• A septic tank is a wastewater storage and treatment system attached to homes or properties but not connected to a public sewage system.
  • Septic tanks work by running wastewater through a system in which it is treated and dispersed into the ground, or someone comes and collects the “septage.”
  • Septic tanks require regular maintenance and could cause issues during a home sale if they are not maintained or will require future upgrades.
  • Septic tanks can be a great addition to an isolated or off-the-grid property and can even help you save money over the long term.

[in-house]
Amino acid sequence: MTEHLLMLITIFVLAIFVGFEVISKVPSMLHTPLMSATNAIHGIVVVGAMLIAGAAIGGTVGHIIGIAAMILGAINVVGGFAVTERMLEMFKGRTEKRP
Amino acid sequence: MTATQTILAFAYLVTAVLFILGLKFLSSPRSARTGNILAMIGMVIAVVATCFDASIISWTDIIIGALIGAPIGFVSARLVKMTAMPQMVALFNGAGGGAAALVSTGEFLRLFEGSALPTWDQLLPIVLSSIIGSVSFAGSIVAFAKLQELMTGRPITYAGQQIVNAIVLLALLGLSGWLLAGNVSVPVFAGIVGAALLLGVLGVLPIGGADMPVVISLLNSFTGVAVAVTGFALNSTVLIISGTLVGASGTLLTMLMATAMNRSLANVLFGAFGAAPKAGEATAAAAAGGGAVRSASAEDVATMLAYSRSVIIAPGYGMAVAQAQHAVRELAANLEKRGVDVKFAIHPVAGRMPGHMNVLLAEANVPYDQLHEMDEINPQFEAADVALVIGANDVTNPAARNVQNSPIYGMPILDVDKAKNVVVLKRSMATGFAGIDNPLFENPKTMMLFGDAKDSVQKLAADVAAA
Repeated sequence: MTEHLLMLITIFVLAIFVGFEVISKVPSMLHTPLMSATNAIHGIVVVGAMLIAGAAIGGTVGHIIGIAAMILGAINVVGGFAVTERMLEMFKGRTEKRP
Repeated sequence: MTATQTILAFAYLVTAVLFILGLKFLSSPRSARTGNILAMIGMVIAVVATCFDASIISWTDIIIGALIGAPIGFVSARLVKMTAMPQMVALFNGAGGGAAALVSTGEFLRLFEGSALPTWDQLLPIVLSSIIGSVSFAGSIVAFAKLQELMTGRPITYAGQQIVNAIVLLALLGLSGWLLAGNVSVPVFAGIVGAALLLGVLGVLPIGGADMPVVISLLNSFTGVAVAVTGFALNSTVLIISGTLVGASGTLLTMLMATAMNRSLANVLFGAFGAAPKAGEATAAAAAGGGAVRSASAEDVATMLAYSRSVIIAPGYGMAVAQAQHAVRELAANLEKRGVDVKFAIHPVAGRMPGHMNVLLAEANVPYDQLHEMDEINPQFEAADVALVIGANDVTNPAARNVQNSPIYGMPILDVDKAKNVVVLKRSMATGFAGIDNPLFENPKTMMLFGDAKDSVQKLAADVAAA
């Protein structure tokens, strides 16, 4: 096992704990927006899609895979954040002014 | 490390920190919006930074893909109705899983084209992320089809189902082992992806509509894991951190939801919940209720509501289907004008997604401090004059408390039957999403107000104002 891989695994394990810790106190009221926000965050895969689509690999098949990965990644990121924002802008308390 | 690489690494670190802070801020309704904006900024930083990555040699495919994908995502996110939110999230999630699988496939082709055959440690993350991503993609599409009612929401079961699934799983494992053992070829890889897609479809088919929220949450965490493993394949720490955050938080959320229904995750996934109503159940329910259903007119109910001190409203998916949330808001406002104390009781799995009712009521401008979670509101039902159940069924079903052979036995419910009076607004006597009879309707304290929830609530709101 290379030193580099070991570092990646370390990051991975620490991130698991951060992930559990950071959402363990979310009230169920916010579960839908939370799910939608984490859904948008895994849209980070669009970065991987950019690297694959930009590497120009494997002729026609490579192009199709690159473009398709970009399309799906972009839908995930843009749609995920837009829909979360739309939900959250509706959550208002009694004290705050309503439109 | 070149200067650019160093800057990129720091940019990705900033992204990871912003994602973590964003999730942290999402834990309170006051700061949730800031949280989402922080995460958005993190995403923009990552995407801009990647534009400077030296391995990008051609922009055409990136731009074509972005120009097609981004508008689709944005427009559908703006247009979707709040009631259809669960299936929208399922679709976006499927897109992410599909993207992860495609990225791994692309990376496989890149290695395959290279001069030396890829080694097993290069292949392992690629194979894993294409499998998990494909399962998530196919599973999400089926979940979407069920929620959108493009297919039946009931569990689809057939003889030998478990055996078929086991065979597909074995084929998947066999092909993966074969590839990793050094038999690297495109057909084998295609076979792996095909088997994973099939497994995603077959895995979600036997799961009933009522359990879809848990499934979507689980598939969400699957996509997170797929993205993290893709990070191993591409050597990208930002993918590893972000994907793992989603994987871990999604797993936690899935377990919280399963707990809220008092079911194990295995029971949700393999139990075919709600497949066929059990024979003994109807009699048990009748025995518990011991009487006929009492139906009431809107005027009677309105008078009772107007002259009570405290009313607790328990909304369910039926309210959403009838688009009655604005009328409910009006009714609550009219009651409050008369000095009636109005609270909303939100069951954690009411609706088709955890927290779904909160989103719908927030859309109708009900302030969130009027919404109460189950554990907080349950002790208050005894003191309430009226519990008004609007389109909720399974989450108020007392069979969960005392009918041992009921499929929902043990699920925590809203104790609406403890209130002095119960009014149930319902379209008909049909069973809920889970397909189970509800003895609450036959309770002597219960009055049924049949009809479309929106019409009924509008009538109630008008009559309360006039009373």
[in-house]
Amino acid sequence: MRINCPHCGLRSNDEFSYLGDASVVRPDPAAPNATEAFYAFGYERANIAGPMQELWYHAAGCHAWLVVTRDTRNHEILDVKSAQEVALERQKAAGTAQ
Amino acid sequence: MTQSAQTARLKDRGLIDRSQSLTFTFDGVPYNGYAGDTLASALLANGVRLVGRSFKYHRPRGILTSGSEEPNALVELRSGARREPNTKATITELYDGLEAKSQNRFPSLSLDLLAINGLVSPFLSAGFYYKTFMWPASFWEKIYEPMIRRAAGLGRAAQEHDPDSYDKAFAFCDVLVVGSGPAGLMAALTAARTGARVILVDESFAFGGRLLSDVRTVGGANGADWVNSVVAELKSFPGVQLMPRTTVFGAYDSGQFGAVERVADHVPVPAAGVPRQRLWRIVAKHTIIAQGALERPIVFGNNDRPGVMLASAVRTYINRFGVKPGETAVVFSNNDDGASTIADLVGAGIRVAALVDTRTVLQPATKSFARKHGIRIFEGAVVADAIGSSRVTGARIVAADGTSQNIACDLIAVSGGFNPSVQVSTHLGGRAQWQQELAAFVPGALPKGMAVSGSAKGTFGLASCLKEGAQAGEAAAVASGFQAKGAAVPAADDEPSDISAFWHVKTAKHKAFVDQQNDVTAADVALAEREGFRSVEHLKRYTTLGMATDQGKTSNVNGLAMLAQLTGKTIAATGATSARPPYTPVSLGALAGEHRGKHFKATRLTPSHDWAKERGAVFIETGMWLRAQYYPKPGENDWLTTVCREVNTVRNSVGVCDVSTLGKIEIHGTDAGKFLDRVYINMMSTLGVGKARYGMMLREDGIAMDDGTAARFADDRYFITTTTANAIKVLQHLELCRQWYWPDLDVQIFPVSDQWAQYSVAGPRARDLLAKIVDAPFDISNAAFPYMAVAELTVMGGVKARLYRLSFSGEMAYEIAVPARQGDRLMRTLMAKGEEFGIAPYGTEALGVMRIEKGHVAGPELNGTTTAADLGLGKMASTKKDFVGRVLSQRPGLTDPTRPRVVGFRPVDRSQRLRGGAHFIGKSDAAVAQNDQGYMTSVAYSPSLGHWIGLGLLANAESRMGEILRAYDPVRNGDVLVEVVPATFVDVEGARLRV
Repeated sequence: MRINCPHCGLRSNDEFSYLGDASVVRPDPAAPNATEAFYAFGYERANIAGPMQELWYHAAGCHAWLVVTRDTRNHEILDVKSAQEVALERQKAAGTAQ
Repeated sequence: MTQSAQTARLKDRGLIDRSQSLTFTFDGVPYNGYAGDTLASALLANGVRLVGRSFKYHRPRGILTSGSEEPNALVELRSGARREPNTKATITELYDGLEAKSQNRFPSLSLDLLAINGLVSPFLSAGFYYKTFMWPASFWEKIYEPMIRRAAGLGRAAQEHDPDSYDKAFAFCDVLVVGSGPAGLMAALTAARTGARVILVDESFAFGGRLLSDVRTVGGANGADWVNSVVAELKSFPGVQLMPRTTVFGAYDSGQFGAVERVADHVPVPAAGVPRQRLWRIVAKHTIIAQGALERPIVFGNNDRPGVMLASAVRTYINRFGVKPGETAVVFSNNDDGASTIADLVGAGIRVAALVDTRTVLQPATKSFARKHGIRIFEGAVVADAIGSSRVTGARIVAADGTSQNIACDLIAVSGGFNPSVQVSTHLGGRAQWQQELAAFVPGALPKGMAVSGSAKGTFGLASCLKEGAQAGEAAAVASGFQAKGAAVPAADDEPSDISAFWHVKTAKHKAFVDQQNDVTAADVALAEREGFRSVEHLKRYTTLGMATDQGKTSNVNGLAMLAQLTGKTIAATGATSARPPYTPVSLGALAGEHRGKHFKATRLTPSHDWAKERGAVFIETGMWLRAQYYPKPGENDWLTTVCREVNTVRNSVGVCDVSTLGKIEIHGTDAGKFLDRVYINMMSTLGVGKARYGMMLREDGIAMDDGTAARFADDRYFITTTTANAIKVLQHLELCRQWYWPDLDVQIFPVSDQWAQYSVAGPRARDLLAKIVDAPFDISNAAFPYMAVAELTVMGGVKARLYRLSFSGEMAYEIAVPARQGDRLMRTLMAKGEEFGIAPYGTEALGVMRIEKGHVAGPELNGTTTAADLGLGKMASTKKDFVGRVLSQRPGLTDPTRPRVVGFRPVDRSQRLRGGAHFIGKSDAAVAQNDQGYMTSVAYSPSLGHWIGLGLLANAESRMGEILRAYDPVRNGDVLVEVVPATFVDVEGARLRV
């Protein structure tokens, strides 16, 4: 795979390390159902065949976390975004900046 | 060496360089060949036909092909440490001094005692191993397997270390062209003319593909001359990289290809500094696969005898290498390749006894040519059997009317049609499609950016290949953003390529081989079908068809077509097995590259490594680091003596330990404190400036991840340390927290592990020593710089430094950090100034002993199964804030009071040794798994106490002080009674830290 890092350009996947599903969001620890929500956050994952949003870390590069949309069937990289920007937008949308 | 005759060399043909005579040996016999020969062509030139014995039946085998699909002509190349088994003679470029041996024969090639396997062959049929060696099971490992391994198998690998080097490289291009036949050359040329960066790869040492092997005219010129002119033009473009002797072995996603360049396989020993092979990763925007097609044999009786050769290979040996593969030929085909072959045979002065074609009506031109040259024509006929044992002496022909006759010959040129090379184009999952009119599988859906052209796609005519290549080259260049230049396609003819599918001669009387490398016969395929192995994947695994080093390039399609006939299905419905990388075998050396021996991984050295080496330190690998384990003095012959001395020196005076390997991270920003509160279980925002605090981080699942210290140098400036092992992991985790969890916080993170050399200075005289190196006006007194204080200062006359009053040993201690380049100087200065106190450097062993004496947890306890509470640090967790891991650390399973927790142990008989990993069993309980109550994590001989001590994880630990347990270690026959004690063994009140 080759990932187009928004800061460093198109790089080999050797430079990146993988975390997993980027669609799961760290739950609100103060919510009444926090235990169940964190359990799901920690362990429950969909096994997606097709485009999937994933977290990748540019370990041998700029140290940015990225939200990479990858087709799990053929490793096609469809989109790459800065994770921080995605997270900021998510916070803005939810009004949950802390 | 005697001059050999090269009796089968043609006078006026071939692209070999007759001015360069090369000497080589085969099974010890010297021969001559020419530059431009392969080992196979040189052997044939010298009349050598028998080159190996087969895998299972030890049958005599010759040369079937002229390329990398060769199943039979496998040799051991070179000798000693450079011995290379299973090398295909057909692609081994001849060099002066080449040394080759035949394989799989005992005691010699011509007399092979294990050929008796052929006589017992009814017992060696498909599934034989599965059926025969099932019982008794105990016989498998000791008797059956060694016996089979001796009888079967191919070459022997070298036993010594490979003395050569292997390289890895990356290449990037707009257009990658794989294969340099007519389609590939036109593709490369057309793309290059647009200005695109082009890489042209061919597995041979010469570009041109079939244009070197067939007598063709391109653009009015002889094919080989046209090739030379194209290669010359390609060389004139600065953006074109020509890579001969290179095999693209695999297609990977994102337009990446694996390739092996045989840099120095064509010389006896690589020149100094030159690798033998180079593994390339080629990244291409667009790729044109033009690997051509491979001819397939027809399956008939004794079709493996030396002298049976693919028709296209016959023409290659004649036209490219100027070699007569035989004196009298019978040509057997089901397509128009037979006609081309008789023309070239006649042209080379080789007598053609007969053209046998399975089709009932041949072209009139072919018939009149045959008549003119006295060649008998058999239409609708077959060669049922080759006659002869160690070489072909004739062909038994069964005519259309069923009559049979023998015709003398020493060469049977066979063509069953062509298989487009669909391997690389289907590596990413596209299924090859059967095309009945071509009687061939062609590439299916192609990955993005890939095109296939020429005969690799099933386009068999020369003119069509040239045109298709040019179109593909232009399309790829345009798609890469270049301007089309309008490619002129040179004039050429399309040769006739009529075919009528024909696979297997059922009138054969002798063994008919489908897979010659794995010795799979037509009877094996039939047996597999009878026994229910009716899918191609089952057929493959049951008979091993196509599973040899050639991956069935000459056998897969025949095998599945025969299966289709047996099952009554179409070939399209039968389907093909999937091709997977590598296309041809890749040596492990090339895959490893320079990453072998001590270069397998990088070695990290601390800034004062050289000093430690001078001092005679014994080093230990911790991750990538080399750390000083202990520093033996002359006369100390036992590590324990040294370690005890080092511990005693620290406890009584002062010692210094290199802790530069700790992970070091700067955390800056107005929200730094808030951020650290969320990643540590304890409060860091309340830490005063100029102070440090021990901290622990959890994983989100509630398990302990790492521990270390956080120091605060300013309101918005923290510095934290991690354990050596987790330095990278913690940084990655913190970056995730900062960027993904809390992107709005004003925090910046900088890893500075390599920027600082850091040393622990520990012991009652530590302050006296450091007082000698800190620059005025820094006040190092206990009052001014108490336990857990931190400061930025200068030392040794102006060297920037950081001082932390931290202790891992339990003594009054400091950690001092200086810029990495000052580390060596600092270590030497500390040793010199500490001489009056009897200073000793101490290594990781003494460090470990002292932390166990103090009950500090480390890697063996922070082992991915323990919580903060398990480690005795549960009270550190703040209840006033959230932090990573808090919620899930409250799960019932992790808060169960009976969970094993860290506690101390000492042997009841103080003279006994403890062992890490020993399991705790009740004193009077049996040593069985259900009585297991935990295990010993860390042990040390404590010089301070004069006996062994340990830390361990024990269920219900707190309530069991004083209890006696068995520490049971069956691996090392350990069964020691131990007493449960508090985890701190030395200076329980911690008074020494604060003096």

View Article Sources
  1. Septic Systems – Environmental Protection Agency
  2. Septic Tanks – General Information – South Carolina Department of Health and Environmental Control
  3. How Much Does It Cost To Add a Bathroom in 2023? – SuperMoney
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  6. How to Finance a Fixer-Upper – SuperMoney